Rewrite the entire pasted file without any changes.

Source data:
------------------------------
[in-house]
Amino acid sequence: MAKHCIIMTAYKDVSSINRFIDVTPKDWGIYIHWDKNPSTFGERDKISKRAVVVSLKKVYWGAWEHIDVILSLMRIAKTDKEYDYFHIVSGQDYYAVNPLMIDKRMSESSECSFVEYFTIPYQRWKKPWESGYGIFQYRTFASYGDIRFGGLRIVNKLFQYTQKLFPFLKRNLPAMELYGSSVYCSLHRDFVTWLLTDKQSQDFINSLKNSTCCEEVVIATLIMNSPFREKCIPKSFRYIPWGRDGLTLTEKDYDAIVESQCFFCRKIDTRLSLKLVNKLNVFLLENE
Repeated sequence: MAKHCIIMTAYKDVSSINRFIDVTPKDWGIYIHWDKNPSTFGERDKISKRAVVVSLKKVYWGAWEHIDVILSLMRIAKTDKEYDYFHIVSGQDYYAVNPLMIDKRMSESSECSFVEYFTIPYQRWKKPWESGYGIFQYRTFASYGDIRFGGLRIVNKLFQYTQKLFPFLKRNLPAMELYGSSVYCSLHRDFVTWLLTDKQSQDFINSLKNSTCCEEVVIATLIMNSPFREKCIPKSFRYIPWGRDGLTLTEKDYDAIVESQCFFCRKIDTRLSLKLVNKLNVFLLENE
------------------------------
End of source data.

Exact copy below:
[in-house]
Amino acid sequence: MAKHCIIMTAYKDVSSINRFIDVTPKDWGIYIHWDKNPSTFGERDKISKRAVVVSLKKVYWGAWEHIDVILSLMRIAKTDKEYDYFHIVSGQDYYAVNPLMIDKRMSESSECSFVEYFTIPYQRWKKPWESGYGIFQYRTFASYGDIRFGGLRIVNKLFQYTQKLFPFLKRNLPAMELYGSSVYCSLHRDFVTWLLTDKQSQDFINSLKNSTCCEEVVIATLIMNSPFREKCIPKSFRYIPWGRDGLTLTEKDYDAIVESQCFFCRKIDTRLSLKLVNKLNVFLLENE
Repeated sequence: MAKHCIIMTAYKDVSSINRFIDVTPKDWGIYIHWDKNPSTFGERDKISKRAVVVSLKKVYWGAWEHIDVILSLMRIAKTDKEYDYFHIVSGQDYYAVNPLMIDKRMSESSECSFVEYFTIPYQRWKKPWESGYGIFQYRTFASYGDIRFGGLRIVNKLFQYTQKLFPFLKRNLPAMELYGSSVYCSLHRDFVTWLLTDKQSQDFINSLKNSTCCEEVVIATLIMNSPFREKCIPKSFRYIPWGRDGLTLTEKDYDAIVESQCFFCRKIDTRLSLKLVNKLNVFLLENE